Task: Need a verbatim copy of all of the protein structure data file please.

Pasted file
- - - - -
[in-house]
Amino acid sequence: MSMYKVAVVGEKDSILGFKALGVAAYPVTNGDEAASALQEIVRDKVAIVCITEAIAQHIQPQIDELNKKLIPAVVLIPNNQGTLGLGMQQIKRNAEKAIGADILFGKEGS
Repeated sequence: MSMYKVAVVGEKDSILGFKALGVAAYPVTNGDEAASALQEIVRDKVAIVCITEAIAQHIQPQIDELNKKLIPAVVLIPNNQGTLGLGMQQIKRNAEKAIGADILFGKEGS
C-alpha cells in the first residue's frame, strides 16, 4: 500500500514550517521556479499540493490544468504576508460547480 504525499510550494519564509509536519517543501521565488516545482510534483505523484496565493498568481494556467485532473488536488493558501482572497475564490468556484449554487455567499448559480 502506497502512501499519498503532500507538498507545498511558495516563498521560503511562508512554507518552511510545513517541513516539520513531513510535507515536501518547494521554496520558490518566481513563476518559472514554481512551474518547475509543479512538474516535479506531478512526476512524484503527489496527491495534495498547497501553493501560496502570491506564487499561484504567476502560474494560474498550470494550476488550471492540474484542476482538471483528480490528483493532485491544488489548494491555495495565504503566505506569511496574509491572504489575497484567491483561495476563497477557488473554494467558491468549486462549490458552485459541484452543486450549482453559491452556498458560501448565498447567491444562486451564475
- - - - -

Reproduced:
[in-house]
Amino acid sequence: MSMYKVAVVGEKDSILGFKALGVAAYPVTNGDEAASALQEIVRDKVAIVCITEAIAQHIQPQIDELNKKLIPAVVLIPNNQGTLGLGMQQIKRNAEKAIGADILFGKEGS
Repeated sequence: MSMYKVAVVGEKDSILGFKALGVAAYPVTNGDEAASALQEIVRDKVAIVCITEAIAQHIQPQIDELNKKLIPAVVLIPNNQGTLGLGMQQIKRNAEKAIGADILFGKEGS
C-alpha cells in the first residue's frame, strides 16, 4: 500500500514550517521556479499540493490544468504576508460547480 504525499510550494519564509509536519517543501521565488516545482510534483505523484496565493498568481494556467485532473488536488493558501482572497475564490468556484449554487455567499448559480 502506497502512501499519498503532500507538498507545498511558495516563498521560503511562508512554507518552511510545513517541513516539520513531513510535507515536501518547494521554496520558490518566481513563476518559472514554481512551474518547475509543479512538474516535479506531478512526476512524484503527489496527491495534495498547497501553493501560496502570491506564487499561484504567476502560474494560474498550470494550476488550471492540474484542476482538471483528480490528483493532485491544488489548494491555495495565504503566505506569511496574509491572504489575497484567491483561495476563497477557488473554494467558491468549486462549490458552485459541484452543486450549482453559491452556498458560501448565498447567491444562486451564475